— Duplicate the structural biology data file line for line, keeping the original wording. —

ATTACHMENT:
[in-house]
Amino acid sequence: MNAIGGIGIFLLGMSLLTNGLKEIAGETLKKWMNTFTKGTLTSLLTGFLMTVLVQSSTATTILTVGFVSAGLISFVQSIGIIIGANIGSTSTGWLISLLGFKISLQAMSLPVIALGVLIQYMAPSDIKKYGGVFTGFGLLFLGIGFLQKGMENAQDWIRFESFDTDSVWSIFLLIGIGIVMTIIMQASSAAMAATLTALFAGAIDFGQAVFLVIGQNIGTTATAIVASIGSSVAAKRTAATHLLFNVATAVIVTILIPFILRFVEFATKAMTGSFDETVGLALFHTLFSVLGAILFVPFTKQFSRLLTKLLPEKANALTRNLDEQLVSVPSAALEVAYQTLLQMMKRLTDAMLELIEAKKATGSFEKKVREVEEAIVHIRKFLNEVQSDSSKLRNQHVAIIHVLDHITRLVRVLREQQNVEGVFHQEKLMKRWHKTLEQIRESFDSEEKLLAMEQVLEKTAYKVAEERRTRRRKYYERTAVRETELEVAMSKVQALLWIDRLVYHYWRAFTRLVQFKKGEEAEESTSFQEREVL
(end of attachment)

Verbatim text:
[in-house]
Amino acid sequence: MNAIGGIGIFLLGMSLLTNGLKEIAGETLKKWMNTFTKGTLTSLLTGFLMTVLVQSSTATTILTVGFVSAGLISFVQSIGIIIGANIGSTSTGWLISLLGFKISLQAMSLPVIALGVLIQYMAPSDIKKYGGVFTGFGLLFLGIGFLQKGMENAQDWIRFESFDTDSVWSIFLLIGIGIVMTIIMQASSAAMAATLTALFAGAIDFGQAVFLVIGQNIGTTATAIVASIGSSVAAKRTAATHLLFNVATAVIVTILIPFILRFVEFATKAMTGSFDETVGLALFHTLFSVLGAILFVPFTKQFSRLLTKLLPEKANALTRNLDEQLVSVPSAALEVAYQTLLQMMKRLTDAMLELIEAKKATGSFEKKVREVEEAIVHIRKFLNEVQSDSSKLRNQHVAIIHVLDHITRLVRVLREQQNVEGVFHQEKLMKRWHKTLEQIRESFDSEEKLLAMEQVLEKTAYKVAEERRTRRRKYYERTAVRETELEVAMSKVQALLWIDRLVYHYWRAFTRLVQFKKGEEAEESTSFQEREVL